Mental fatigue, endurance are biggest challenges for drivers in Coca 600 (video)

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While you’d think they’re the same thing, mental fatigue and endurance are two entirely different animals when it comes to racing in NASCAR’s longest race of the season, Sunday’s Coca-Cola 600 at Charlotte Motor Speedway.

On Friday’s Motorsports Special on NBCSN, NASCAR on NBC analyst and former NASCAR Cup crew chief Steve Letarte explained how drivers deal with both the mental and physical strain of the grueling race. Also giving their viewpoint were Kyle Petty and Parker Kligerman.

Driving around isn’t grueling you say, eh? Tell that to Brad Keselowski, who lost an incredible 16 pounds racing in a 600 a few years back.

Drivers will make sure to stay hydrated with liquids — and even snacks like candy bars to keep their energy boosted — during the course of the race.

Check out Letarte’s analysis in the videos above and below.

 

Legendary announcer Ken Squier gets you ready for Sunday’s big day of racing (video)

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Sunday is the biggest day of the year in motorsports, starting in the morning with Formula One’s legendary Monaco Grand Prix.

Then, at Noon ET, it’s the 101st running of the Indianapolis 500 at Indianapolis Motor Speedway.

The final part of the tripleheader of racing is NASCAR’s longest race of the season, the 400 lap, 600 mile Coca-Cola 600 at Charlotte Motor Speedway.

Newly-named NASCAR Hall of Fame Class of 2018 inductee Ken Squier gives you a great primer for what promises to be a memorable day around the world (see video above).

Roller coasters, bicycling & softball: How drivers spent their day off

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With no track activity, NASCAR Cup drivers had a free day on Friday and some were able to get out and about.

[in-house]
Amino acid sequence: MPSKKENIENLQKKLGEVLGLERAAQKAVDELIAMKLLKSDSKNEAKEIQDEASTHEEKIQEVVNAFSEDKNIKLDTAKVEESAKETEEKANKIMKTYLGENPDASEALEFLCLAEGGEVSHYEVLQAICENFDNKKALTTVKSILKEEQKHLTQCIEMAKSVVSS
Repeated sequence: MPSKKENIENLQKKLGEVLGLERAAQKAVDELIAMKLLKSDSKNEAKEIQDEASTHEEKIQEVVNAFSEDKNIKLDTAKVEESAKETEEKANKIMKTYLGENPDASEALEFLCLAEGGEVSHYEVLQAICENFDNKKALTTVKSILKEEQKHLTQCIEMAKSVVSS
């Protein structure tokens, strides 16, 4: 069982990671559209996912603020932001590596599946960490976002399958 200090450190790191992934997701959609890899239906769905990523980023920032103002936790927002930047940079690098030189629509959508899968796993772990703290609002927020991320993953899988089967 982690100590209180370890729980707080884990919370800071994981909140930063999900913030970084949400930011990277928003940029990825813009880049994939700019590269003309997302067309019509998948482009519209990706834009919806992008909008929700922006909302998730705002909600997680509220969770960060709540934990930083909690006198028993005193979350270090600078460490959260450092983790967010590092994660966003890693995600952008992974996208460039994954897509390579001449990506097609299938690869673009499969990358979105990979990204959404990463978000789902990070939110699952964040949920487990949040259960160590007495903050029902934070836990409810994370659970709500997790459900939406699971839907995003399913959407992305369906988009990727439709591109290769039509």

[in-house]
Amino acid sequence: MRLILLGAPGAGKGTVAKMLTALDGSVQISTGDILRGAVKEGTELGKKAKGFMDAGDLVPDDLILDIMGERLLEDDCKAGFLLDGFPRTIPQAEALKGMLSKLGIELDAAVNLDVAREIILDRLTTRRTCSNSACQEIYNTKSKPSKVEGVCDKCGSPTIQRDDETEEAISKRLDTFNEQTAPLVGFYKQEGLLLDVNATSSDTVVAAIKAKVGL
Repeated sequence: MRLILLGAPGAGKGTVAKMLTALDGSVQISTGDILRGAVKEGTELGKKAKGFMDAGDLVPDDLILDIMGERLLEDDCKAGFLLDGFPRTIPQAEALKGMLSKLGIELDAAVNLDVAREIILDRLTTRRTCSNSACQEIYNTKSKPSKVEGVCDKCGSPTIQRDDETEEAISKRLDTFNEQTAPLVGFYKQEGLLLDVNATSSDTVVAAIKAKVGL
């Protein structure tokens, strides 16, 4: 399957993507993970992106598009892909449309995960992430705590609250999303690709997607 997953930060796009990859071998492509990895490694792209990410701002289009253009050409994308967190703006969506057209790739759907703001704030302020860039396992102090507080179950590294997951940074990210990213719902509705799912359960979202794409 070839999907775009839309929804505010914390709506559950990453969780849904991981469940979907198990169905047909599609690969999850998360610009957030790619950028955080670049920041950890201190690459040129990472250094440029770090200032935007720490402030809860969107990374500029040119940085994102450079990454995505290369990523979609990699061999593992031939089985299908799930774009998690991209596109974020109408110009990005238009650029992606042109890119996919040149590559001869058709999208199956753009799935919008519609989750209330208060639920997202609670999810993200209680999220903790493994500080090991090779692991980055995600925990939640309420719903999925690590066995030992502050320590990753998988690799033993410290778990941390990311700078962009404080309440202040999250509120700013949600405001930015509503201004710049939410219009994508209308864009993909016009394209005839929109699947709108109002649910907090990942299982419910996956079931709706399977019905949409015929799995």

Jimmie Johnson helped organize a 69-mile bike ride Friday morning for 2006 MotoGP world champion Nicky Hayden, who died May 22 at age 35 from injures suffered when he was hit by a car while cycling in Italy. The 69 miles ridden were for the number Hayden raced with in his career. Among drivers who joined him were Kasey Kahne, Matt Kenseth, Jamie McMurray, Chase Elliott and Daniel Suarez.

 

Others did other activities on their day off.

Ryan Blaney went to Carowinds amusement park just south of Charlotte, North Carolina, and took to periscope as he rode in the front row on the Fury 325 roller coaster, which reaches a peak height of 325 feet and then goes into an 81-degree drop.

The ride reaches speeds up to 95 mph. The coaster is North America’s longest steel coaster at 1.25 miles. The average ride time is 3 minutes, 25 seconds, and the ride crosses both the North Carolina and South Carolina border.

Brad Keselowski spent part of his team playing in the Team Penske softball game and provided proof of his hitting ability.

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Stewart-Haas Racing, Nature’s Bakery reach settlement that includes sponsorship

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Stewart-Haas Racing announced Friday that it has reached an agreement with Nature’s Bakery that will include the company serving as a sponsor for four Cup races split between Clint Bowyer and Danica Patrick.

Those four races will be announced at a later date.

As part of the agreement, all lawsuits between Stewart-Haas Racing and Nature’s Bakery have been dropped.

Stewart-Haas Racing filed a $31 million breach of contract lawsuit against Nature’s Bakery on Feb. 3. Nature’s Bakery had two years remaining on a three-year contract to sponsor Danica Patrick’s team when the company sent the team a notice of termination on Jan. 19 . Nature’s Bakery was to have paid $15,212,000 each season to sponsor the team.

Nature’s Bakery filed a counterclaim Feb. 25 stating it did not see the return it was led to believe in sponsoring Patrick’s team.

“It’s gratifying to see a difficult situation get resolved in a professional manner that suits all parties,” said Brett Frood, president, Stewart-Haas Racing. “Together, we worked diligently to find an equitable solution to our collective challenges.”

“I am a longtime motorsports fan and, particularly, a fan of NASCAR,” said Dave Marson, founder of Nature’s Bakery. “Our partnership with Stewart-Haas Racing began with direct, open conversations and that foundation allowed us to reach this agreement.”

Other parts of the agreement were not revealed.